Was It Right for Skeptics to Try and Expose This Self-Proclaimed Psychic? February 23, 2015

Was It Right for Skeptics to Try and Expose This Self-Proclaimed Psychic?

Earlier this month, Susan Gerbic, an activist who frequently works to expose paranormal nonsense, wrote about two operations she conceived to try and catch a “psychic” in the act.

In one case, her target was Chip Coffey, one of those guys like John Edward who claims to be able to talk to your deceased loved ones. A lot of gullible people are impressed by these readings, but there are generally two ways to pull off the trick:

In a cold reading, psychics use information you’re giving them to make further “predictions.” For example, if a woman said her son died unexpectedly at a young age, the psychic might suggest there was a tragic accident involved (because why else might a healthy young person die?).

In a hot reading, the psychics have information about you that you didn’t even know they had. For example, maybe you inadvertently told them about your problems through prayer cards (as James Randi once famously exposed), not realized the psychics were being given the details of what you had written.

That latter method was the gist of Gerbic’s operation: She bought several tickets for one of Coffey’s upcoming live shows. And then she, along with a group of friends in on the sting operation, created a fake Facebook page where they talked about who they were hoping Coffey would reach.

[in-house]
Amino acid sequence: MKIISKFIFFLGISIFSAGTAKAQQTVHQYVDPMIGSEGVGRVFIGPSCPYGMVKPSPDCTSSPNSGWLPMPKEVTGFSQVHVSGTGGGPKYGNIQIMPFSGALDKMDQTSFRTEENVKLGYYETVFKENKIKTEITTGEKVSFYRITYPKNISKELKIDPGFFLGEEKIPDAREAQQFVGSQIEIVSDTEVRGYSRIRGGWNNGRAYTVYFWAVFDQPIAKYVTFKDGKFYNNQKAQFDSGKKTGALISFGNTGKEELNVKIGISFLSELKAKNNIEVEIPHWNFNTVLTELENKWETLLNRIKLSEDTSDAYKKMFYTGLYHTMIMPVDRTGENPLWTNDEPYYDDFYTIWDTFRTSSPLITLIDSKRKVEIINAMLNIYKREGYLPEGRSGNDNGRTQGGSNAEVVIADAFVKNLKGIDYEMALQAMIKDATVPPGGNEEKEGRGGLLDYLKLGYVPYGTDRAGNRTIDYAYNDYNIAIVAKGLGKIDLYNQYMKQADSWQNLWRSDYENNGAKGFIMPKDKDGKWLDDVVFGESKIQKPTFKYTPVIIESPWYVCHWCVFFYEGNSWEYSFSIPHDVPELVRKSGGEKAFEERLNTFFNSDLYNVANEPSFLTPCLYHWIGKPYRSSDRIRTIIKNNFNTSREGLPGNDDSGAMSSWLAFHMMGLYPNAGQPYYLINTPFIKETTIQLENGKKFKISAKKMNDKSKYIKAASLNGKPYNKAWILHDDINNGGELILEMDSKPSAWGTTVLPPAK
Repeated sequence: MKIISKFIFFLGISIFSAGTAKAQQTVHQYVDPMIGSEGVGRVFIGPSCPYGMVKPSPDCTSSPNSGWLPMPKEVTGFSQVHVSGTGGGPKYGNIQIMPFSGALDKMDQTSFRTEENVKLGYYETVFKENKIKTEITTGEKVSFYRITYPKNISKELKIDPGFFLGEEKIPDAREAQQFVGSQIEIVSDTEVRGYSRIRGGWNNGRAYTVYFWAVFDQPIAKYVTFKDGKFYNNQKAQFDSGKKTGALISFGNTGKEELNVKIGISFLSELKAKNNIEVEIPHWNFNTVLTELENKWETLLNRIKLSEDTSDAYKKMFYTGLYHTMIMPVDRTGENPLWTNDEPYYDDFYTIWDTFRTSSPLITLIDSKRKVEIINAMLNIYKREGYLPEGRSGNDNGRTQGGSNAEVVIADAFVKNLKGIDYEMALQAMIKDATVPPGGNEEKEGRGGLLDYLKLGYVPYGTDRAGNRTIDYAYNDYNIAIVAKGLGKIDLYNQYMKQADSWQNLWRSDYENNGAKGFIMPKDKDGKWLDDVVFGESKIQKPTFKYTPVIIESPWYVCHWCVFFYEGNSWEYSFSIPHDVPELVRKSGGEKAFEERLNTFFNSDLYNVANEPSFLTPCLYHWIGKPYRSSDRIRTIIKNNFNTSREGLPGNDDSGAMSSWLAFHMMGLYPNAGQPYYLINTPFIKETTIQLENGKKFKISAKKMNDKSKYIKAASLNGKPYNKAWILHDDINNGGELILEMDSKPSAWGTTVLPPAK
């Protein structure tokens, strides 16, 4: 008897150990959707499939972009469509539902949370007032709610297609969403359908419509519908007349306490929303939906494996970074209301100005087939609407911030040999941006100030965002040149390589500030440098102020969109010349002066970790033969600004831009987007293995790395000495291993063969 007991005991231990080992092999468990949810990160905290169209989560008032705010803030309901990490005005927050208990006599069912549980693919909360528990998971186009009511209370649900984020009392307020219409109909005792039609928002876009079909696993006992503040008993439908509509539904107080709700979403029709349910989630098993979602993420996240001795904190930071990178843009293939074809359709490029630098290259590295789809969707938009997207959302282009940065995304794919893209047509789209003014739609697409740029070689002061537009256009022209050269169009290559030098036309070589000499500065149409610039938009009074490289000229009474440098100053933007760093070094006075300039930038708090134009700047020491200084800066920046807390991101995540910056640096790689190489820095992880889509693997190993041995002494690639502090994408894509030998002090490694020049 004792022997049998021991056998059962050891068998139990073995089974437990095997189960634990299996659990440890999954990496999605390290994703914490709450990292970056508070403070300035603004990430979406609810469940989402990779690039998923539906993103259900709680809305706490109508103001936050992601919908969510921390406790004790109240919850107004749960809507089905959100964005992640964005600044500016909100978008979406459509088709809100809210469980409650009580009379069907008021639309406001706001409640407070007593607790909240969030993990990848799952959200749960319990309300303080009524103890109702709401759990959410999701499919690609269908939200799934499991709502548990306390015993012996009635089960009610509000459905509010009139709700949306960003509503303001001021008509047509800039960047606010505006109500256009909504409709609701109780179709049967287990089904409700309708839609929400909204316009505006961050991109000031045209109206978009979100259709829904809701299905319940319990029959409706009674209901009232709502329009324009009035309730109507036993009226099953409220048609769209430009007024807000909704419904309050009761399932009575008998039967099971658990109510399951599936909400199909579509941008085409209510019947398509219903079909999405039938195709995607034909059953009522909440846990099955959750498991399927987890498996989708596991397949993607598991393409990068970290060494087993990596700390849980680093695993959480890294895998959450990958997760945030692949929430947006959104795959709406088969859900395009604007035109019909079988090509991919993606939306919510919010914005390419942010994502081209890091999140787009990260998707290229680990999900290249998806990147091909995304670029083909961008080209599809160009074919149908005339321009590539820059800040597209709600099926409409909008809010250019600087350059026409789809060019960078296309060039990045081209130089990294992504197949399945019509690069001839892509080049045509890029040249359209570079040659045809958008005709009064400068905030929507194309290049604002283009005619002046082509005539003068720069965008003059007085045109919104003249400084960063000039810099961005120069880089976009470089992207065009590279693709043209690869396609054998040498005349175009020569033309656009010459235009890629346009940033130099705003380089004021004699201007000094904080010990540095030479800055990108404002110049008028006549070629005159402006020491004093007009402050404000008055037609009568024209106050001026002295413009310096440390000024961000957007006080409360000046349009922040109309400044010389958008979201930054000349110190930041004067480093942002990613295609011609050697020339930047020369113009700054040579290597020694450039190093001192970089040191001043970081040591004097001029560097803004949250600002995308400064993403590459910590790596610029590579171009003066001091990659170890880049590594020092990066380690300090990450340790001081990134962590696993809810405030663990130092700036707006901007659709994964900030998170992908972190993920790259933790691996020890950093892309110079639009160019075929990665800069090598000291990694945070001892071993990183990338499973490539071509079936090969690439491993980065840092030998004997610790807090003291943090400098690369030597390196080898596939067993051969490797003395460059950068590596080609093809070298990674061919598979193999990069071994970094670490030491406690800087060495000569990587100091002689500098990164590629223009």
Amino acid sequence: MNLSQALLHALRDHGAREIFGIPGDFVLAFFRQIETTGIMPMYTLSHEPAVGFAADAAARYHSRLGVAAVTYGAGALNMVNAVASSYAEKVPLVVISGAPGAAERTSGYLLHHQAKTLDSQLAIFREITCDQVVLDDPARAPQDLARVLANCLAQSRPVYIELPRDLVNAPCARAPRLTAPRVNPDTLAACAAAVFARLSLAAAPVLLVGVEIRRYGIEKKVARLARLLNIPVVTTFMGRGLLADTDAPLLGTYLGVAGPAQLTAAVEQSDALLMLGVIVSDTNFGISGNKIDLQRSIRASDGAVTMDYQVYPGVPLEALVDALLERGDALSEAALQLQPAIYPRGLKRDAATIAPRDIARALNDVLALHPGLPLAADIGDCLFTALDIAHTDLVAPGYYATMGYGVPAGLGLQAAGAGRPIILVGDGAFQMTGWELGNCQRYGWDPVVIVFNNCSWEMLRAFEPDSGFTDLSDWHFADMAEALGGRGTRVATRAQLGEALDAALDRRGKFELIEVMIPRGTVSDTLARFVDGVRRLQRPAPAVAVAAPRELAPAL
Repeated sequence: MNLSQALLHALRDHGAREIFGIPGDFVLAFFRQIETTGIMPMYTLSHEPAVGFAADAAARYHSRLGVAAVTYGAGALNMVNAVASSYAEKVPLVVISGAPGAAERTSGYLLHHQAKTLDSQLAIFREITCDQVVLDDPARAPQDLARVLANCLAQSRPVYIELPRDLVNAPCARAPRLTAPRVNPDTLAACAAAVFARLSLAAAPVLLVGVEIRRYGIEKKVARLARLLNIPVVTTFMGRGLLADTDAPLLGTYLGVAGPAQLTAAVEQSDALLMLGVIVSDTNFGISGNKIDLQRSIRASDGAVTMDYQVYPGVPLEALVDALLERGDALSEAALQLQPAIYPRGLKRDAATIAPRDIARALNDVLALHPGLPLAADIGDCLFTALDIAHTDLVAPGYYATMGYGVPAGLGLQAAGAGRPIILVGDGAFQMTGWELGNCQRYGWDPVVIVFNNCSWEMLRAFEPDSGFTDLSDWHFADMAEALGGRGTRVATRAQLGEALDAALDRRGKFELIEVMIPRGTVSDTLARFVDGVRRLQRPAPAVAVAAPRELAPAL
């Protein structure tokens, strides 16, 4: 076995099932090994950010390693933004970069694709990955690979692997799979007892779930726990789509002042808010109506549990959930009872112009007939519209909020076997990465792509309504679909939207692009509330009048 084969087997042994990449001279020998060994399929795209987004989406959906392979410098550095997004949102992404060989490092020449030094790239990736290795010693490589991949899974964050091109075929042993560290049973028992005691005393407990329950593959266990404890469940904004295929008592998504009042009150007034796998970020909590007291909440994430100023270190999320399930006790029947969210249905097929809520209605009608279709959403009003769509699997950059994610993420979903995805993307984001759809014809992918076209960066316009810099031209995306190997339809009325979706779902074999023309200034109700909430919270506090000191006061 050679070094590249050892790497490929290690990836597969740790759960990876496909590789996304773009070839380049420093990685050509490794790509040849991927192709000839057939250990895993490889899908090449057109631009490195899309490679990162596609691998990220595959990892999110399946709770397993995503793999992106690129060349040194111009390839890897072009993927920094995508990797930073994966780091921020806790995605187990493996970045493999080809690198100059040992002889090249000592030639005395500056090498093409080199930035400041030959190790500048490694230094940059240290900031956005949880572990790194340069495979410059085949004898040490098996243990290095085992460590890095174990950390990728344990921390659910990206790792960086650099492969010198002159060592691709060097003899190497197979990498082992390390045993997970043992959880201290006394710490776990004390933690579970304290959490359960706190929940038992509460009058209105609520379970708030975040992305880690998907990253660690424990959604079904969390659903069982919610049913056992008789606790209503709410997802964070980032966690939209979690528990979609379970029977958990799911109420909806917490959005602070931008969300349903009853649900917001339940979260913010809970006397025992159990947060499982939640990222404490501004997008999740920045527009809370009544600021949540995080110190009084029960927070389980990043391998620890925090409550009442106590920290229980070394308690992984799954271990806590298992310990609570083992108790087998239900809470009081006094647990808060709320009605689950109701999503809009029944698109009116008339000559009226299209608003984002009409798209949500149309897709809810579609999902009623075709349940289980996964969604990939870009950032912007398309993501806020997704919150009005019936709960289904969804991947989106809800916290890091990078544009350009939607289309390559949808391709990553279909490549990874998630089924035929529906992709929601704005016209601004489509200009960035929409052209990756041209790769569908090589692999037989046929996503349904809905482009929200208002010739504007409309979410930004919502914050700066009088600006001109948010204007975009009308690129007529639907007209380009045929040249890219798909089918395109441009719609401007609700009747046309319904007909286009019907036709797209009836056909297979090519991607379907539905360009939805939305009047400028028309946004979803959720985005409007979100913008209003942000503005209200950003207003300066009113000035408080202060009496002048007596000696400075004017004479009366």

For example:

That’s a real person attending the Coffey event… but there’s no actual “Em” to be reached. But now that Coffey’s event was tagged in the post, the thinking was that his people would take notice. Then, during the live event, Coffey would say to the man: “I’m hearing from your daughter Emily…” and BOOM! Exposed!

The sting was a little more complicated than that, as you can read here, and it didn’t actually work out. There were oblique references to the fictional family members during the show, but no smoking gun that his people had checked out the fake Facebook messages/pages. For all we know, their failure to take the bait for the “hot” read was really just a solid “cold” reading.

Still, I thought it was a very clever idea. More power to Gerbic and her crew for putting together an experiment to catch these people in the act.

Ami Bruni didn’t have the same reaction. The former investigator on SyFy’s Ghost Hunters was appalled that anyone would try to expose these psychics in this way:

Weird…I don’t see people who believe in paranormal and psychic phenomena accosting “skeptics” at their conventions and gatherings — or posting constant blogs and forums about how skepticism is terrible. Strangely enough, we really don’t care what their belief system is — because it is their right. And personally, I don’t care or have to justify what I believe to someone else.

So, why do they feel the need to constantly bash what we do? Arrange “guerrilla stings” on psychics and paranormal conventions? I mean — puh-lease, you must have something better to do.

Truly — there’s a whole lot of bad in this world. And if your “cause” is to take on people whose thoughts on life and existence are different from yours, (but causing YOU no harm), I think it’s time you take a little look at yourself.

That’s an awful argument, of course. Bullshit should always be exposed, especially when it involves people throwing away their hard-earned money and being told the lie that their dead relatives are trying to contact them. You would think a paranormal investigator would be in favor of experiments that could reveal frauds.

She later clarified her comments: